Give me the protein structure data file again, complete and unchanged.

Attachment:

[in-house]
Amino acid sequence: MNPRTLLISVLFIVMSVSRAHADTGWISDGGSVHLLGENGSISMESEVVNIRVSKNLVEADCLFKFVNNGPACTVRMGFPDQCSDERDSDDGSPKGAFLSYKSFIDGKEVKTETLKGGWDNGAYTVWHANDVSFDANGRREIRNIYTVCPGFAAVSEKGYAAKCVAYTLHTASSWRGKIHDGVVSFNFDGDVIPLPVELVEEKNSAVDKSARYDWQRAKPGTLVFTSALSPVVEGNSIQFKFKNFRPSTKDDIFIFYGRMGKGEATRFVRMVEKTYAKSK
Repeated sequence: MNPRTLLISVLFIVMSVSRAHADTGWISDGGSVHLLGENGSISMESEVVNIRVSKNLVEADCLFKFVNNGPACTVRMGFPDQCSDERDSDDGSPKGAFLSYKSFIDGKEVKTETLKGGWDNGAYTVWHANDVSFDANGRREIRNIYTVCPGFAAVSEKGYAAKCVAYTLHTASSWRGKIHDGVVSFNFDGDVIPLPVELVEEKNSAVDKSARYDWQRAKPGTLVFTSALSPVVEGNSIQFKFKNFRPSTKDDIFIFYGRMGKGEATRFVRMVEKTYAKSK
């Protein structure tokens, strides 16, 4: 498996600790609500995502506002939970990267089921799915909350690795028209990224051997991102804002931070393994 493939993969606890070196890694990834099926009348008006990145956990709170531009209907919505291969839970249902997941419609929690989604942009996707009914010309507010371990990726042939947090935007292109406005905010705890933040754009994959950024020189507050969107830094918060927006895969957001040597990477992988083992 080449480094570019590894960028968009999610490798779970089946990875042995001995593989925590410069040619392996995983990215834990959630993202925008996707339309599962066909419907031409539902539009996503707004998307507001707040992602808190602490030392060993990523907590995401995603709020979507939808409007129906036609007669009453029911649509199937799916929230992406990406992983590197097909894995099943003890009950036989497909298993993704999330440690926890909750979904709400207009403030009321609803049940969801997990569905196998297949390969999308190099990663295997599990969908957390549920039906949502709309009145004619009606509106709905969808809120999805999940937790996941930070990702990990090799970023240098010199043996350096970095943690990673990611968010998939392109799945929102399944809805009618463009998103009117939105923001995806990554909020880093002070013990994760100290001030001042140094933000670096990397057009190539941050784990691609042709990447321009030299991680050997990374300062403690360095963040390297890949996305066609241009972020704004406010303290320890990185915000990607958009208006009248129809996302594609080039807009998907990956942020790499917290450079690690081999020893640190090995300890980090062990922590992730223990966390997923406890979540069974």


[in-house]
Amino acid sequence: MNPRTLLISVLFIVMSVSRAHADTGWISDGGSVHLLGENGSISMESEVVNIRVSKNLVEADCLFKFVNNGPACTVRMGFPDQCSDERDSDDGSPKGAFLSYKSFIDGKEVKTETLKGGWDNGAYTVWHANDVSFDANGRREIRNIYTVCPGFAAVSEKGYAAKCVAYTLHTASSWRGKIHDGVVSFNFDGDVIPLPVELVEEKNSAVDKSARYDWQRAKPGTLVFTSALSPVVEGNSIQFKFKNFRPSTKDDIFIFYGRMGKGEATRFVRMVEKTYAKSK
Repeated sequence: MNPRTLLISVLFIVMSVSRAHADTGWISDGGSVHLLGENGSISMESEVVNIRVSKNLVEADCLFKFVNNGPACTVRMGFPDQCSDERDSDDGSPKGAFLSYKSFIDGKEVKTETLKGGWDNGAYTVWHANDVSFDANGRREIRNIYTVCPGFAAVSEKGYAAKCVAYTLHTASSWRGKIHDGVVSFNFDGDVIPLPVELVEEKNSAVDKSARYDWQRAKPGTLVFTSALSPVVEGNSIQFKFKNFRPSTKDDIFIFYGRMGKGEATRFVRMVEKTYAKSK
């Protein structure tokens, strides 16, 4: 498996600790609500995502506002939970990267089921799915909350690795028209990224051997991102804002931070393994 493939993969606890070196890694990834099926009348008006990145956990709170531009209907919505291969839970249902997941419609929690989604942009996707009914010309507010371990990726042939947090935007292109406005905010705890933040754009994959950024020189507050969107830094918060927006895969957001040597990477992988083992 080449480094570019590894960028968009999610490798779970089946990875042995001995593989925590410069040619392996995983990215834990959630993202925008996707339309599962066909419907031409539902539009996503707004998307507001707040992602808190602490030392060993990523907590995401995603709020979507939808409007129906036609007669009453029911649509199937799916929230992406990406992983590197097909894995099943003890009950036989497909298993993704999330440690926890909750979904709400207009403030009321609803049940969801997990569905196998297949390969999308190099990663295997599990969908957390549920039906949502709309009145004619009606509106709905969808809120999805999940937790996941930070990702990990090799970023240098010199043996350096970095943690990673990611968010998939392109799945929102399944809805009618463009998103009117939105923001995806990554909020880093002070013990994760100290001030001042140094933000670096990397057009190539941050784990691609042709990447321009030299991680050997990374300062403690360095963040390297890949996305066609241009972020704004406010303290320890990185915000990607958009208006009248129809996302594609080039807009998907990956942020790499917290450079690690081999020893640190090995300890980090062990922590992730223990966390997923406890979540069974």